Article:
Bootstrap is a 13-classroom-hour Math Curriculum that has students create their own video games while covering many of the essential topics in the Common Core standards for Algebra. I am eager to bring this curriculum to students, because it create student buy-in that “hey, maybe there’s something to this math stuff after all.”
According to computinginthecore.org, computing and information technology will account for 4.2 million jobs in 2020, making up half of all STEM-related jobs. Additionally, computers will play more and more of a role in most economic sectors, including energy, defense, and healthcare. Exposure to the computer sciences is an essential component of a 21st-century education.
Bootstrap is a great way to provide students with this exposure while also engaging them in the mathematics that they they will be tested on, helping them to perform better on the standardized tests.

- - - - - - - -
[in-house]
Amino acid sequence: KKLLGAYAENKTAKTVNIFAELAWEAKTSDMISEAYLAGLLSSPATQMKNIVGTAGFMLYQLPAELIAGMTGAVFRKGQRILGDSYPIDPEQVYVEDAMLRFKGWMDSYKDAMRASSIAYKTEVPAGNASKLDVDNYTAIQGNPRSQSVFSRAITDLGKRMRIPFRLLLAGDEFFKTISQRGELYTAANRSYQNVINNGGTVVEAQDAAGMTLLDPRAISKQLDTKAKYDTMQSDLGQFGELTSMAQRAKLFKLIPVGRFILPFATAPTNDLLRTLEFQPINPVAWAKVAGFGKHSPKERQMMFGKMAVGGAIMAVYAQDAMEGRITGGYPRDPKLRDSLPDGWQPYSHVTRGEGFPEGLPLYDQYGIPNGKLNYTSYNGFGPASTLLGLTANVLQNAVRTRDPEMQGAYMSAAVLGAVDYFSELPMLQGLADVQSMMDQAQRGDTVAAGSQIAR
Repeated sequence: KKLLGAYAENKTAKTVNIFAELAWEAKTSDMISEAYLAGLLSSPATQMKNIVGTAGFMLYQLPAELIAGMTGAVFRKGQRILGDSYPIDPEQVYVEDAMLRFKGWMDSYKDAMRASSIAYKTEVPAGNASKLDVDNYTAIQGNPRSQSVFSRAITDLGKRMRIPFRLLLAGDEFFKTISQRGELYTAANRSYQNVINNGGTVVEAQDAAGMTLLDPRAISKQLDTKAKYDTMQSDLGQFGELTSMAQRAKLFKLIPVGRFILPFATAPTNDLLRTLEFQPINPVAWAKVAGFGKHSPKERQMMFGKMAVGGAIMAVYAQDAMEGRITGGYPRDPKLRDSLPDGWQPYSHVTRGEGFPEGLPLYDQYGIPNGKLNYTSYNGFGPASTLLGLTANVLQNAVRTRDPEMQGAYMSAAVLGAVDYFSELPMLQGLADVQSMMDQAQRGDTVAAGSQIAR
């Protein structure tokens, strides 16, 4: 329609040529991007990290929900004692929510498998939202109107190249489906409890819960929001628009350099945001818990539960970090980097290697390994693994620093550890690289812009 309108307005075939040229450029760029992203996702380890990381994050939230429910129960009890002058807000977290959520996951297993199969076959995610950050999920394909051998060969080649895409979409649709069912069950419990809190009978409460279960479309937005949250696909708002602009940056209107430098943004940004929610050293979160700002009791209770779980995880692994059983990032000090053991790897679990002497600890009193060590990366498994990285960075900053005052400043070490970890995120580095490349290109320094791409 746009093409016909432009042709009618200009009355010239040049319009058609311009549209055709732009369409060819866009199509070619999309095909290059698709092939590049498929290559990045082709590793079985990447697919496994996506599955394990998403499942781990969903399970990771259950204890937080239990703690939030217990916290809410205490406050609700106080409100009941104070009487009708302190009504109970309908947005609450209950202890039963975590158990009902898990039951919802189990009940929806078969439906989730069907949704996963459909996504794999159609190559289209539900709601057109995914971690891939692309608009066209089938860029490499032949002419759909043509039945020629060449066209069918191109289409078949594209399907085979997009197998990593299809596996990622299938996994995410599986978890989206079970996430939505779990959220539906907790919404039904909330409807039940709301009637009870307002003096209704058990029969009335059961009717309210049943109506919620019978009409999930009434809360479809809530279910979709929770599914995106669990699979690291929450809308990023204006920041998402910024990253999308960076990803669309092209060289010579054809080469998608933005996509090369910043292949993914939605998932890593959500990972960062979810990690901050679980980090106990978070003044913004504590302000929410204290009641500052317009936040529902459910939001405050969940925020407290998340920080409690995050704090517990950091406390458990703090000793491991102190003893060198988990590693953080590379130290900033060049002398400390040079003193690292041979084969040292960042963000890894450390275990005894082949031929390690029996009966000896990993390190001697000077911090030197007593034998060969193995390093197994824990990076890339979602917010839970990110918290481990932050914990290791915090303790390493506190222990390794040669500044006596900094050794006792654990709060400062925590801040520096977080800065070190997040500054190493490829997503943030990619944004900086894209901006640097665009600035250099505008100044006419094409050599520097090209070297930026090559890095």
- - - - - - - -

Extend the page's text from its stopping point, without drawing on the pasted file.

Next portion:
Here is a game I programmed, featuring the school mascot from Ragsdale High School. (Use the arrow keys to move, and reload the browser to start a new game.) This game is similar to what students will have created at the end of the 13 classroom hours.
Bootstrap teaches students the same type of in-depth analytical thinking that high-stakes standardized tests are designed to evaluate. The 9 units cover such deep-level concepts as conditional reasoning, geometric proof, and the connection between functions and precise measurement. Bootstrap is easily the best framework I have seen for teaching students about functions.
Bootstrap should only be taught under the supervision of an instructor with coding experience. Otherwise, the frustrations of a missign parentheses or wrong input-type could cause students to give up. That, being said, I believe it is important to get Bootstrap into as many classrooms as possible because of its high potential to engage students with computer programming, while also covering key topics on the Common Core Algebra curriculum.